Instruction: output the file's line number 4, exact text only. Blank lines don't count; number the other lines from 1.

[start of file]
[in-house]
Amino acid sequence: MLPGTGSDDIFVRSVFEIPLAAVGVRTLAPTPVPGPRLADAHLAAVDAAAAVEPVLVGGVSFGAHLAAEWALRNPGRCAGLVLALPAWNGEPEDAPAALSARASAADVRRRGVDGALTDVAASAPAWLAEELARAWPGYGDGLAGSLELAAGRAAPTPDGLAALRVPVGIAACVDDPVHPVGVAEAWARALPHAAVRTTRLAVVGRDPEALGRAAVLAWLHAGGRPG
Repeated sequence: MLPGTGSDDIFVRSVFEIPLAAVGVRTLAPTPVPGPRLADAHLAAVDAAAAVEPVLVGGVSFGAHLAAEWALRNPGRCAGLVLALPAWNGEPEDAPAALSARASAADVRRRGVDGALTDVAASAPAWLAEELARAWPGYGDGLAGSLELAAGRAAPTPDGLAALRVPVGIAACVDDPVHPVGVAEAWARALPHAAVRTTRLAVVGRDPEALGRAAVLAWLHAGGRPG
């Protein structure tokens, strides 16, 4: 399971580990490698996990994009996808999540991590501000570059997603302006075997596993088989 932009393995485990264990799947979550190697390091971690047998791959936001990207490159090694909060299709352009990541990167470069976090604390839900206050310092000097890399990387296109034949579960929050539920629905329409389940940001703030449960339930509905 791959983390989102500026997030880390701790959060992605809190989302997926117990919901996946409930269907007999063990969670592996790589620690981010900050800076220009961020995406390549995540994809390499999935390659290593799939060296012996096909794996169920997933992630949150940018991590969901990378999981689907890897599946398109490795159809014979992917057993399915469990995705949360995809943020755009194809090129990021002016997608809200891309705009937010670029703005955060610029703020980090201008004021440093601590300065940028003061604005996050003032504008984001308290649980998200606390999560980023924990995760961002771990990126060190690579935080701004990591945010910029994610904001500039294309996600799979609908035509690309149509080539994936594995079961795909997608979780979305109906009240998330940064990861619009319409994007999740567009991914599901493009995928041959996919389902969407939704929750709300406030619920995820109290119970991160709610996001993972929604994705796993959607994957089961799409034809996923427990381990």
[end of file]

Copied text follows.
């Protein structure tokens, strides 16, 4: 399971580990490698996990994009996808999540991590501000570059997603302006075997596993088989 932009393995485990264990799947979550190697390091971690047998791959936001990207490159090694909060299709352009990541990167470069976090604390839900206050310092000097890399990387296109034949579960929050539920629905329409389940940001703030449960339930509905 791959983390989102500026997030880390701790959060992605809190989302997926117990919901996946409930269907007999063990969670592996790589620690981010900050800076220009961020995406390549995540994809390499999935390659290593799939060296012996096909794996169920997933992630949150940018991590969901990378999981689907890897599946398109490795159809014979992917057993399915469990995705949360995809943020755009194809090129990021002016997608809200891309705009937010670029703005955060610029703020980090201008004021440093601590300065940028003061604005996050003032504008984001308290649980998200606390999560980023924990995760961002771990990126060190690579935080701004990591945010910029994610904001500039294309996600799979609908035509690309149509080539994936594995079961795909997608979780979305109906009240998330940064990861619009319409994007999740567009991914599901493009995928041959996919389902969407939704929750709300406030619920995820109290119970991160709610996001993972929604994705796993959607994957089961799409034809996923427990381990």